LeBron James passed up a potential game-winning shot against Boston Sunday night in a Game 4 thriller in the final seconds of regulation. Then he fouled out of the game in overtime and the Celtics won, 93-91, to tie the Eastern Conference finals at two games apiece.
I don't blame James for fouling out -- his sixth foul was very questionable (I didn't think it was a foul at all), and he was trying to do something aggressive by posting up when it was called. It was the first time LeBron had fouled out as a member of the Heat.
But I do blame him for not taking the final shot in regulation. It continued James' trend of failing in the final seconds of games too often. He has two blemishes on an otherwise amazing career -- he's never won an NBA title, and he doesn't convert in the final seconds of games enough.
This time, the score was tied at 89-all. James had had a wonderful last minute, hitting a three-pointer to tie the game, then drawing an offensive foul on Kevin Garnett to get the ball back.
He took the ball on the last play, dribbled and drew three Celtic defenders. But none of them were absolutely all over him -- James was near the free-throw line and could have risen for a last shot over everyone.
Instead, LeBron tried an awkward bounce pass to Udonis Haslem, which didn't get there cleanly and left Haslem with no chance but to throw up a 20-foot airball. That forced OT. (Dwyane Wade then had a chance to win the game with LeBron fouled out in the final seconds and got off a good-looking three-pointer, but missed it).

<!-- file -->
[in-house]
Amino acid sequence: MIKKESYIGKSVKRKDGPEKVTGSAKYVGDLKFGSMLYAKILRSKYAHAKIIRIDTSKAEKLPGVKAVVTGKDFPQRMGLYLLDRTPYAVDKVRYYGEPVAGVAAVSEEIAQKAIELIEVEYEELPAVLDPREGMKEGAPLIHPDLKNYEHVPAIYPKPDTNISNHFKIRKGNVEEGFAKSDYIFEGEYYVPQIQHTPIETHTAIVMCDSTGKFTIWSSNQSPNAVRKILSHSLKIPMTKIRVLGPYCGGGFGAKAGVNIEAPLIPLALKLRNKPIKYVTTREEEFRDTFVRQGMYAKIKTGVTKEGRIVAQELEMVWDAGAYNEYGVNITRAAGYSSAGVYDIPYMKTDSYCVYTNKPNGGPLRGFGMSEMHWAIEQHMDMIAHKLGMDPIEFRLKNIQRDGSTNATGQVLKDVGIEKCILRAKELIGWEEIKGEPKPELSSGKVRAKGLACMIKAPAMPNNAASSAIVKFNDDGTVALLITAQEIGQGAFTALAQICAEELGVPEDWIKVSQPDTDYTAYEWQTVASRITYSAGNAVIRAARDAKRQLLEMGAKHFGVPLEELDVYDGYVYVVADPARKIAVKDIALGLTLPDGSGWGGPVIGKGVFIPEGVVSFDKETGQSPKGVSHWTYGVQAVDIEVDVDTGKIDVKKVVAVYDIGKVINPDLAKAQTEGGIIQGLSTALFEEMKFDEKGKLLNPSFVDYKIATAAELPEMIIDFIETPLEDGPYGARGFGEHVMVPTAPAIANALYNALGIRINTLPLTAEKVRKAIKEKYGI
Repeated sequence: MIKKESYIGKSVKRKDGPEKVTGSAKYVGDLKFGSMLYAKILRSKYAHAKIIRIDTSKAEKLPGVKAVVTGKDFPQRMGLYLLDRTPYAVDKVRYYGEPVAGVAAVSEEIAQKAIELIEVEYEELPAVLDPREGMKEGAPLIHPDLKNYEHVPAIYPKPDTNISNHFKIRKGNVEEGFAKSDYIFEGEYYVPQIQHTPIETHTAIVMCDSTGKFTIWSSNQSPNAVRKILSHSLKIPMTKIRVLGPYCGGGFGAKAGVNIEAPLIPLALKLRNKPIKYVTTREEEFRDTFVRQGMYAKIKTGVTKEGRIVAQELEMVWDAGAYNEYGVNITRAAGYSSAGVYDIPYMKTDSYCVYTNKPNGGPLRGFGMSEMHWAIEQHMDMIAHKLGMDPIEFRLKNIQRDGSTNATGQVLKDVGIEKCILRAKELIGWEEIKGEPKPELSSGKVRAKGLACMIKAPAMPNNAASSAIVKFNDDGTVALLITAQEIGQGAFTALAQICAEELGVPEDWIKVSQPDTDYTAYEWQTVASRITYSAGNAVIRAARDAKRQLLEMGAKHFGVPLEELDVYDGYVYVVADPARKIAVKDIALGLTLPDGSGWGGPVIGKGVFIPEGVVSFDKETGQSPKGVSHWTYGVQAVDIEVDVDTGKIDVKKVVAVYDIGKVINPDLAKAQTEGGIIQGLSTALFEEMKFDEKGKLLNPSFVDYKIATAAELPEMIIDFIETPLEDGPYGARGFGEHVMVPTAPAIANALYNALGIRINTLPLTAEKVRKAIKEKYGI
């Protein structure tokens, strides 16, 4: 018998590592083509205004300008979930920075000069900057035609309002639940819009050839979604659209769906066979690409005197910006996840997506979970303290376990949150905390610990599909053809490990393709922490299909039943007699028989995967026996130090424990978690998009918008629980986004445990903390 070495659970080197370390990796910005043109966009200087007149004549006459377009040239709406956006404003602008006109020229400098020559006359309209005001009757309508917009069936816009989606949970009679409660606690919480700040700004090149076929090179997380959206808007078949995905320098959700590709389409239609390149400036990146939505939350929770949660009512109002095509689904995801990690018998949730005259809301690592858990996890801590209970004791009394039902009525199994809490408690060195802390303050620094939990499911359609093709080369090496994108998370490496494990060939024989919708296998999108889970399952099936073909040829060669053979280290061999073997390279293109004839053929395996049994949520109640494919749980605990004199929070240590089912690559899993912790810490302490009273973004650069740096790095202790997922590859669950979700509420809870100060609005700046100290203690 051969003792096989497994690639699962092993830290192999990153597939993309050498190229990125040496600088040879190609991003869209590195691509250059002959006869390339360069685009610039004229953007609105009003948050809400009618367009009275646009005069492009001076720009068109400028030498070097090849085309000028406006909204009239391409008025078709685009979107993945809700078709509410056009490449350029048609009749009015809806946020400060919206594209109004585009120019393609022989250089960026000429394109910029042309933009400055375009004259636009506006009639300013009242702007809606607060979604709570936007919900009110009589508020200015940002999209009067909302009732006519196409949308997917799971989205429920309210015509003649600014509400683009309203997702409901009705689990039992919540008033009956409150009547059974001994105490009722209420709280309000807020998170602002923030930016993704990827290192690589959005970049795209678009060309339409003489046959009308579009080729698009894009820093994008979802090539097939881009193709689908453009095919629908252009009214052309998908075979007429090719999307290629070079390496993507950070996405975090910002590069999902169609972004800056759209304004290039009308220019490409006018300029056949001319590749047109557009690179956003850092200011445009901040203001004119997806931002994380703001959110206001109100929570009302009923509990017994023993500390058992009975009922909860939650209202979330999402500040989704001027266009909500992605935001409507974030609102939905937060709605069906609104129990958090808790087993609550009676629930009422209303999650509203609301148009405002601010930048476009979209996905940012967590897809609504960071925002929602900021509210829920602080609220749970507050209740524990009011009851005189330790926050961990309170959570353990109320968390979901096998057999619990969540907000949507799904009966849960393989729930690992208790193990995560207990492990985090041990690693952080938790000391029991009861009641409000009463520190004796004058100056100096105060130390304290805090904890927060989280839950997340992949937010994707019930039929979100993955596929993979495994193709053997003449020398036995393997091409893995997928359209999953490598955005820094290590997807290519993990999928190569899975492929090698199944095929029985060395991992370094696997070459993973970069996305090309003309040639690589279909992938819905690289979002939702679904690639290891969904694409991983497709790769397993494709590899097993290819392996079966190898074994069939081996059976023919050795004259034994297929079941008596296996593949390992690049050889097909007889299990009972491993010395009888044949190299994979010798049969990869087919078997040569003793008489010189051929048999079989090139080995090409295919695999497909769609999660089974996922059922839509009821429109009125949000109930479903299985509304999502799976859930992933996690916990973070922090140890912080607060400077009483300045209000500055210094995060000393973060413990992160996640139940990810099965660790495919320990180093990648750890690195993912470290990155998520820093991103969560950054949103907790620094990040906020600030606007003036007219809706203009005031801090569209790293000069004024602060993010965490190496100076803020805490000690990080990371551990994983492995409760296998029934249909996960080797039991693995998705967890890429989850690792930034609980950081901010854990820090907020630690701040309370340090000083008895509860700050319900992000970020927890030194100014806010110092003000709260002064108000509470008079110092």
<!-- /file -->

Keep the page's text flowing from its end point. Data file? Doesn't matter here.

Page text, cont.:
If you're the three-time NBA MVP, as LeBron is, you take the last shot and you miss it, that's fine. Michael Jordan, the player all great ones are still compared to, missed more than two dozen potential game-winning shots in the same situation.
But not to take it at all? You better be passing the ball to a teammate for an open layup. Otherwise, it looks too much like you want the ball out of your hands in the critical moments.
Larry Bird said this year that James was the NBA's best player and that no one else was close. I'd agree with that -- for the first 47 minutes and 40 seconds of every game.
But in those final 20 seconds, LeBron still has his problems. And until he can fix those, that NBA championship he wants so badly is going to continue to elude him.
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